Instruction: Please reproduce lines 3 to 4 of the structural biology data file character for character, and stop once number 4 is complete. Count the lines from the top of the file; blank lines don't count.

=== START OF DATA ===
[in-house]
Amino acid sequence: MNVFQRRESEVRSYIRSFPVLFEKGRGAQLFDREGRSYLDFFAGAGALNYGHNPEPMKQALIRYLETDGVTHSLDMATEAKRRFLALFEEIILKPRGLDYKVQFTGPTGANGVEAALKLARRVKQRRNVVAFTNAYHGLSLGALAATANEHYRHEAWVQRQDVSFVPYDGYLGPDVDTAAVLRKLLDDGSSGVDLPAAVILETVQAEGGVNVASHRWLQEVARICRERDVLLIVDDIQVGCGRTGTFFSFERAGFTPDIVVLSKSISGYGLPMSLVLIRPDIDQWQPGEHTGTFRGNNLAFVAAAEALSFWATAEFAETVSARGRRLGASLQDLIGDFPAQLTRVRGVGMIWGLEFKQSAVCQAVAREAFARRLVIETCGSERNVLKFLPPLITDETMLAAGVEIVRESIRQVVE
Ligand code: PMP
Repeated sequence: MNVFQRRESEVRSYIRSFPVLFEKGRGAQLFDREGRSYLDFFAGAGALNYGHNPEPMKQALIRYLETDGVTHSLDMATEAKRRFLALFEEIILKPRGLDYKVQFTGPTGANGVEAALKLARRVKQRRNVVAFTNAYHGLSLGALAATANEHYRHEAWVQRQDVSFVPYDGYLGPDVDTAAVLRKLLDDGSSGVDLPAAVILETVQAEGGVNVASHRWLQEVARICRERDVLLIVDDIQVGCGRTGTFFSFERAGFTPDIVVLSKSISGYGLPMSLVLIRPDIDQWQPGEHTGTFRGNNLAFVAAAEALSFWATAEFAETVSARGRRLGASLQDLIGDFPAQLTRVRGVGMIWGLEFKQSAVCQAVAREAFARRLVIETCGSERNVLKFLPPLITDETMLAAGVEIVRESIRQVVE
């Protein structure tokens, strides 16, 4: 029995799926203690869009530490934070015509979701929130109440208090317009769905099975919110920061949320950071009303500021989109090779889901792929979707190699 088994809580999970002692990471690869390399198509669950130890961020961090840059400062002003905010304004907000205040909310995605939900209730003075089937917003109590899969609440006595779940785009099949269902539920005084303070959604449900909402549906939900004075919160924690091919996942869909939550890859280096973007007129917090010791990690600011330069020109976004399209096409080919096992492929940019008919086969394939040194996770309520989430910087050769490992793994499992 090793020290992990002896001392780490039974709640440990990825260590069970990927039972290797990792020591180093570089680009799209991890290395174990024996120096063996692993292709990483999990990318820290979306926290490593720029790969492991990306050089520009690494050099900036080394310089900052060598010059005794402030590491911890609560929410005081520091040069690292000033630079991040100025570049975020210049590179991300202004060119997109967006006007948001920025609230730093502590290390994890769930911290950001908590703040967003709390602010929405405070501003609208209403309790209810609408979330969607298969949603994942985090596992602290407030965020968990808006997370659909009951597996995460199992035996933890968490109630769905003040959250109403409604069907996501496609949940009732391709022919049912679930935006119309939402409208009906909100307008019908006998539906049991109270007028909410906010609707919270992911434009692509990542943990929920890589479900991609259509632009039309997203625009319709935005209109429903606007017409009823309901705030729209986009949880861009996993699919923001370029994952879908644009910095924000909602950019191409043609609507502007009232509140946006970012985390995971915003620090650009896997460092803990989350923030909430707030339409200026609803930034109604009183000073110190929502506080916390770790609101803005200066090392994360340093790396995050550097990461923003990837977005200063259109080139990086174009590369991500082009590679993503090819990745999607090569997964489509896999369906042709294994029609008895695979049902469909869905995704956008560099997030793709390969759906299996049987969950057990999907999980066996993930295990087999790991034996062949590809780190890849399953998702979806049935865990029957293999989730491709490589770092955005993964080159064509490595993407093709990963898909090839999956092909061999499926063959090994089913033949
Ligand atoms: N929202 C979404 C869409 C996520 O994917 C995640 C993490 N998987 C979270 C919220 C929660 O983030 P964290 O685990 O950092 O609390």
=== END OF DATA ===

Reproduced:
Ligand code: PMP
Repeated sequence: MNVFQRRESEVRSYIRSFPVLFEKGRGAQLFDREGRSYLDFFAGAGALNYGHNPEPMKQALIRYLETDGVTHSLDMATEAKRRFLALFEEIILKPRGLDYKVQFTGPTGANGVEAALKLARRVKQRRNVVAFTNAYHGLSLGALAATANEHYRHEAWVQRQDVSFVPYDGYLGPDVDTAAVLRKLLDDGSSGVDLPAAVILETVQAEGGVNVASHRWLQEVARICRERDVLLIVDDIQVGCGRTGTFFSFERAGFTPDIVVLSKSISGYGLPMSLVLIRPDIDQWQPGEHTGTFRGNNLAFVAAAEALSFWATAEFAETVSARGRRLGASLQDLIGDFPAQLTRVRGVGMIWGLEFKQSAVCQAVAREAFARRLVIETCGSERNVLKFLPPLITDETMLAAGVEIVRESIRQVVE